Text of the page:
Edmonton Oilers McFarlane jersey continues to divide 20 years later

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This week marks the 20th anniversary of the third original Edmonton Oilers jersey. Designed by legendary comic book author and writer Todd McFarlane, it was unveiled on October 26, 2001 and the team first wore it the following night when they beat the Vancouver Canucks 3-2 in Hockey Night in Canada in Edmonton.

As you’d expect from the man who created Spawn, the design looked like something from another planet, far removed from Edmonton. Mostly navy blue with silver and white and featuring a lace up collar, the jersey couldn’t be further from the Oilers aesthetic. As you might expect, the reaction was everywhere. Some fans loved it, others hated it, but no one was without an opinion.

Ryan Smyth wearing the Edmonton Oilers McFarlane jersey (Photo by Bruce Bennett Studios via Getty Images Studios / Getty Images)

I have always been a big fan of the “McFarlane jersey”. The day he turned 20, I tweeted that it was “long overdue for a comeback.” It took me about two minutes before I realized that the reaction only intensified with time.

Responses keep pouring in, from nodding gifs of approval to vomit emojis; some called it the greatest Oilers jersey, others the ugliest in NHL history. Good or bad, everyone everywhere had a hot plug. Two decades later, and this jersey is more polarizing now than when it started.

Love it or hate it; I think we can all agree that this is part of the fabric of Oilers history. Here’s a look at how he was born, what makes him special, and what his future potential is.

The origin the McFarlane jersey

While most NHL teams have a third or alternate jersey these days, the concept was still relatively new at the dawn of the century. Only 11 teams used a third uniform in 2000-01, but that number has increased each season, and in 2001-02 the Oilers joined the party.

The Oilers initially looked for a designer outside of the organization, but were eventually won over by McFarlane, who was part of the Edmonton Investors Group that then owned the team. McFarlane, originally from Calgary, was at the pinnacle of pop culture in the late 90s and early 2000s, involved in feature films, music videos, action figures and video games, and, of course, comics. .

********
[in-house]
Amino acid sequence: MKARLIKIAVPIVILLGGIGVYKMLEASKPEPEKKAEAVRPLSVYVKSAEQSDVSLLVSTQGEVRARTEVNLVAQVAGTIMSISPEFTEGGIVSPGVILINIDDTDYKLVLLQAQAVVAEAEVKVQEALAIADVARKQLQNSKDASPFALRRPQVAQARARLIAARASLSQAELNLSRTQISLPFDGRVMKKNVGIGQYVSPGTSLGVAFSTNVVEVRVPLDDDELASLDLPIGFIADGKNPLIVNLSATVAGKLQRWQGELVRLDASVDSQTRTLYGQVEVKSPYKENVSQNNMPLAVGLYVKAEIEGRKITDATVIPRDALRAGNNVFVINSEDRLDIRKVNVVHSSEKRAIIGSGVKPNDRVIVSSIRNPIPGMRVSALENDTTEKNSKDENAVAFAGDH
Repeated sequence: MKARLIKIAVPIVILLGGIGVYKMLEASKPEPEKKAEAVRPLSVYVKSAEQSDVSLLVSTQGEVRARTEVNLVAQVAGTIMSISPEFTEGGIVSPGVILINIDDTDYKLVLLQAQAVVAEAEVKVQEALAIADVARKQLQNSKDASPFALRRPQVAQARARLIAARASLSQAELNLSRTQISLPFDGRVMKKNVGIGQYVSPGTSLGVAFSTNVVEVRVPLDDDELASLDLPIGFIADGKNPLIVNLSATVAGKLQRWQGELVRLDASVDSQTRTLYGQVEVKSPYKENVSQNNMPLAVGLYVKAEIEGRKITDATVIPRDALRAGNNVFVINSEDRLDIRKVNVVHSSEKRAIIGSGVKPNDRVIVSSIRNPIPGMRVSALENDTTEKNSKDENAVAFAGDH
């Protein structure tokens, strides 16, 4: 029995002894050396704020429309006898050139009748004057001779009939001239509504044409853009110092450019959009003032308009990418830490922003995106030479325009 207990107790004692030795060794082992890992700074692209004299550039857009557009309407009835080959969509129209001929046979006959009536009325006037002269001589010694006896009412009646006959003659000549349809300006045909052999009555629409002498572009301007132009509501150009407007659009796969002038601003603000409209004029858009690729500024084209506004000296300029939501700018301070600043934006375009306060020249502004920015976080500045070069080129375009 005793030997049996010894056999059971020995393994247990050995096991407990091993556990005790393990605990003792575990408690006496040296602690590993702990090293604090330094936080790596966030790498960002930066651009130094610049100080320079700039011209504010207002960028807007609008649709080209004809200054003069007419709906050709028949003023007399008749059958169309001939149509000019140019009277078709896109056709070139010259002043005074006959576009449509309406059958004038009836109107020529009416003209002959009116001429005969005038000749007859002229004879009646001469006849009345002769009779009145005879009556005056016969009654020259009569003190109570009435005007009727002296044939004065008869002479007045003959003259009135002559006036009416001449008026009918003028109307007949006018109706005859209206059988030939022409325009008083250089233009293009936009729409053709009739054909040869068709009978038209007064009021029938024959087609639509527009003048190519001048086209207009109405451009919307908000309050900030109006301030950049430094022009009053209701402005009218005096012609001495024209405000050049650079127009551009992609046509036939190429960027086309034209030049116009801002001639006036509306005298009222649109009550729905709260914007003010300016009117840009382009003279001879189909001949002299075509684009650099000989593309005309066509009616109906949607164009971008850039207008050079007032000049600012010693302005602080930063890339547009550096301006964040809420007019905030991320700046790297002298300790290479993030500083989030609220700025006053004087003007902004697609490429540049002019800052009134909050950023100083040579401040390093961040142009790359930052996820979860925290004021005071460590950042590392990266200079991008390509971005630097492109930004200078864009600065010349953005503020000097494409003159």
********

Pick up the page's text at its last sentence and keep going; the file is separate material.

The design of the jersey

The story on the front page of Edmonton Journal described the jersey as having “hip-hop sensibility” with “a generous nod to skateboard chic” and “the allure of a rap star with the allure of Generation X” (from ‘Oilers reveals 3rd Jersey’, Edmonton Journal, 10/27/01). It was aimed at 18-30 year olds, and as someone who recently joined this demographic, I can say it worked.

One of my favorite parts of the design was the symbolism; every detail of the main brand (front logo) and secondary brand (shoulder patch) had meaning. It might have been a bit of a stretch, but you couldn’t help but admire the thought put into it. The following is McFarlane’s explanation, taken from promotional material that was released by the Oilers and posted on the team website.

The primary brand

The sharp, blade-like shapes symbolize both the blades of a hockey skate and the vibrant and exciting tradition of Edmonton Oilers hockey.

The five rivets that form around the drop of oil represent the five Stanley Cups won by the Edmonton Oilers hockey club since joining the NHL in 1979. There are also ten cogs on the mark. main; five on the large outer gable and five on the inner gable. Each gear tooth represents each of the previous team captains in Edmonton Oilers NHL history.

The shapes of the inner and outer gears signify a strong and formidable force while reinforcing the concept of teamwork and diligence. They provide the stability on which the “well-oiled machine” rests. Gears, like team members, need to be strong and work together to be successful. They operate in a dynamic environment and should always be ready to go when called upon.